It begins with one, then two, then ten, then a hundred, and before you know it you come to appreciate that many thousands of caterpillars fill an area of grass half the size of a football field.  They’re everywhere!

Fall armyworm (Spodoptera frugiperda) on a dead leaf (2009_10_03_030370)

So off to the Texas crop reports and the news and the local nature blogs.  Yup, just what I thought.  Fall armyworms, the larvae of the fall armyworm moth (Spodoptera frugiperda), have invaded Texas.  OK, your mileage may vary since the state has four common armyworm species, but it seems a safe bet that the fall armyworm is the culprit given the time of year and the amount of damage.

Fall armyworms (Spodoptera frugiperda) on the ground (2009_10_03_030377)

And “invaded Texas” is perhaps deceptive.  We have at least one regional outbreak of armyworms every year.  This year they seemed to prefer most of the state, munching a wide swath of territory with only the far south and the far north left without occupying armyworm forces.

Fall armyworm (Spodoptera frugiperda) on a leaf (2009_10_03_030462)

The entertainment comes from the horror of DFW residents who don’t know how to respond to hordes of insects marching through their lawns and eating all the grass in sight.  Even news reports have shown once lush yards where St. Augustine now looks more massacred than manicured.  Oh the horror!  No, really, that’s what it sounds like.  Who knew scalped grass could be so traumatic?  Personally, I rather like the brown earthy tones that come out after the armyworms move on.

Fall armyworm (Spodoptera frugiperda) on the sidewalk (2009_10_03_030618)

Armyworms get their name from the same behavior that gives army ants their name: foraging in huge numbers and moving en masse.  Battalions of armyworms show up in your pretty yard, eat the grass down to dirt level, then they pack up and move in one large group—heading to your neighbor’s yard.

I will not memorialize…

I will not memorialize that we let cowards win on 9/11, that we readily gave up liberty and freedom in the name of security.  Where once we had due process and rights, we now have suspension of habeas corpus and imprisonment without charge, counsel, and hope of our day in court.  We have assassination orders against American citizens, “freedom of speech zones”, and warrantless wiretaps.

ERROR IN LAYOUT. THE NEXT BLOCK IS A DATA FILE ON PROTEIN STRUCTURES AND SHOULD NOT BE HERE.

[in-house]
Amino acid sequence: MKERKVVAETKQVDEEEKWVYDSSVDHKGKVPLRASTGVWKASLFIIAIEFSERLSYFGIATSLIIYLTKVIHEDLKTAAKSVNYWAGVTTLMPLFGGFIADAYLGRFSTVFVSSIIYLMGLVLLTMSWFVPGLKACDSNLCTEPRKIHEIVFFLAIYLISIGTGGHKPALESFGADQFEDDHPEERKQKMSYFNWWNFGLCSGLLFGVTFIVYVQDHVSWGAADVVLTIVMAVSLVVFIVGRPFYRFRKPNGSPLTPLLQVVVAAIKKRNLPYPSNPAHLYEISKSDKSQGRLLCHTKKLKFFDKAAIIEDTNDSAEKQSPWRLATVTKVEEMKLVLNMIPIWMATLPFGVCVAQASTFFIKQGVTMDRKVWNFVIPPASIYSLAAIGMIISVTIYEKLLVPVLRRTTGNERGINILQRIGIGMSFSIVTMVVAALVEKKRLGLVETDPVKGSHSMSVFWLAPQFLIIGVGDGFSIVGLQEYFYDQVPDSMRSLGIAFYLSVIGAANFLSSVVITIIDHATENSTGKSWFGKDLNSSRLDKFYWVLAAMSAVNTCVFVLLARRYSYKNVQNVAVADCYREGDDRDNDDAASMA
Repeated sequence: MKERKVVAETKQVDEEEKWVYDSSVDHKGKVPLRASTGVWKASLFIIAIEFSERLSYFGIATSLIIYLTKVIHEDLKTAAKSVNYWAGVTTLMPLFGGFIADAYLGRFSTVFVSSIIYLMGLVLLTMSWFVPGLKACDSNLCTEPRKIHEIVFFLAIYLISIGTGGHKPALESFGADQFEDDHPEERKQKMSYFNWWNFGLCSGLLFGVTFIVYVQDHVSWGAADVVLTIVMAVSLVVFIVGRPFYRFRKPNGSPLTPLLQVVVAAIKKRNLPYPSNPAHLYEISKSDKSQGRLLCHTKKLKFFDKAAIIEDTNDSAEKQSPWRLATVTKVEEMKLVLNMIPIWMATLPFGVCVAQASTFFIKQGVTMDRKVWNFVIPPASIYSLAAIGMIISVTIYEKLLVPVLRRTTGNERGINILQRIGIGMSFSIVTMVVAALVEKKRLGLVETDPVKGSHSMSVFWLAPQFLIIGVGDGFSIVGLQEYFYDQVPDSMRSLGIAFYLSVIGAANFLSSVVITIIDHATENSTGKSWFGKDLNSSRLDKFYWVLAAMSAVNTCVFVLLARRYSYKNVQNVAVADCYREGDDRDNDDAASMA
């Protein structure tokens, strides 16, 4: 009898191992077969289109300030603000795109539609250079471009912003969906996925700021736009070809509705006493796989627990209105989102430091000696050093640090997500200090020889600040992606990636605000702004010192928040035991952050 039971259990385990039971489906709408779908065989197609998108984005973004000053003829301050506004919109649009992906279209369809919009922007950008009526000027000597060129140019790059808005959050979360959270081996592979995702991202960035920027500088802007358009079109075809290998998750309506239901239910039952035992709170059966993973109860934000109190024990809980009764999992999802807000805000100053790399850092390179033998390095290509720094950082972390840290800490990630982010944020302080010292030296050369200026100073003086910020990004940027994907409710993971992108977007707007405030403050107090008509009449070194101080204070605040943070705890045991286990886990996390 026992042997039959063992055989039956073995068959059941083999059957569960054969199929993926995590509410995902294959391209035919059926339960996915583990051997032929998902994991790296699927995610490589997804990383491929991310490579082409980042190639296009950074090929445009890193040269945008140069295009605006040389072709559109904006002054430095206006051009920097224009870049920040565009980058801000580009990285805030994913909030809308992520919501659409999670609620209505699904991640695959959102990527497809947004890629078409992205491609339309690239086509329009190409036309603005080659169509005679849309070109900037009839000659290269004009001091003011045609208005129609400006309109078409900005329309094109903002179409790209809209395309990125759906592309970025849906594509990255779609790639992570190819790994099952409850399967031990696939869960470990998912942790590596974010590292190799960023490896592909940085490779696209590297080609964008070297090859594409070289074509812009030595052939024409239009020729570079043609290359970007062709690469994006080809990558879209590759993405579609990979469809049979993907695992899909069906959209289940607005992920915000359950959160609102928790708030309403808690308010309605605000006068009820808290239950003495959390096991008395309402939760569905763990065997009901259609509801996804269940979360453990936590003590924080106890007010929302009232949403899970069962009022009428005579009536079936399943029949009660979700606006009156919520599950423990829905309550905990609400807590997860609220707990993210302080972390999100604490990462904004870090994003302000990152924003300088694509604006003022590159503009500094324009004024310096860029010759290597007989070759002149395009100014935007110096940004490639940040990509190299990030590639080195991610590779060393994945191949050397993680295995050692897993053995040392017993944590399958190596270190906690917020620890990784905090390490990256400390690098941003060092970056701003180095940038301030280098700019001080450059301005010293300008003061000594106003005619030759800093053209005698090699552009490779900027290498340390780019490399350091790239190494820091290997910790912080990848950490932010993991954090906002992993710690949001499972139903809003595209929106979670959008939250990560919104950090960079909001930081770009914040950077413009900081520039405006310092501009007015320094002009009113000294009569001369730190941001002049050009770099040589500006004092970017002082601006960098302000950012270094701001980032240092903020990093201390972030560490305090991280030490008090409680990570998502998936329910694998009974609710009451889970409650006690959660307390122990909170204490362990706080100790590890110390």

I will not memorialize that the bravery of those who died on 9/11 is sullied by those, both foreign and domestic, who would exploit those sacrifices for personal gain.

I will not memorialize that what was attacked on 9/11 is precisely what we readily gave up: freedom and liberty; tolerance and inclusiveness; understanding; integrity and honor; and a belief that what we were was better than, and worth defending against, what we have become.

I will not memorialize that 9/11 was used to justify an unjust war, that it was the catalyst to stir an aching populace into a rabid mob bent on blind revenge instead of justice.

I will not memorialize that what was lost on 9/11 was our sense of fairness, decency and respect.

I will not memorialize that the most horrific terrorist attack on U.S. soil now serves as fodder in the cannons—and canons—of hate, that we use it to inflame and incite rather than to teach and to mold, that we look upon it as proof that we must despise and distrust “all of those people” rather than evidence proving that extremist minorities are the enemy, and that we use it as a foundation for our own vengeance rather than as proof that we were on the right road to begin with.

I will not memorialize that the horror of that day now justifies intolerance and bigotry, that we readily cast aside our American ideals in the name of blaming all of Islam for the act of a radical few even while we do not blame all Christians for the atrocities in Uganda or the bloodshed in Northern Ireland, that we do not blame all Germans for the Holocaust, and that we do not blame Americans for the continued support of homophobic sentiments and violence around the globe.

No, I will not memorialize cowards, them or us.  I will not celebrate in a morbid dance of memories the loss of life and liberty.  I will not proclaim my devout patriotism by waving a flag in the face of history as though this is the same country it once was.  I will not pretend as though we didn’t let them win that day.

I will instead remember the dear friends I lost in Washington D.C. and New York.  I will remember the sacrifice of those innocently caught in the tragedy and those who died trying to save them.  I will remember the loss of military personnel and civilians in Iraq who should never have been put in harm’s way by our sightless lust to get back at someone, anyone.  I will remember that “everything changed that day” only because we let it, not because it had to.  And most importantly, I will remember the country I lived in on 9/10/2001, a country worth defending, a country worth returning to, a country to be proud of.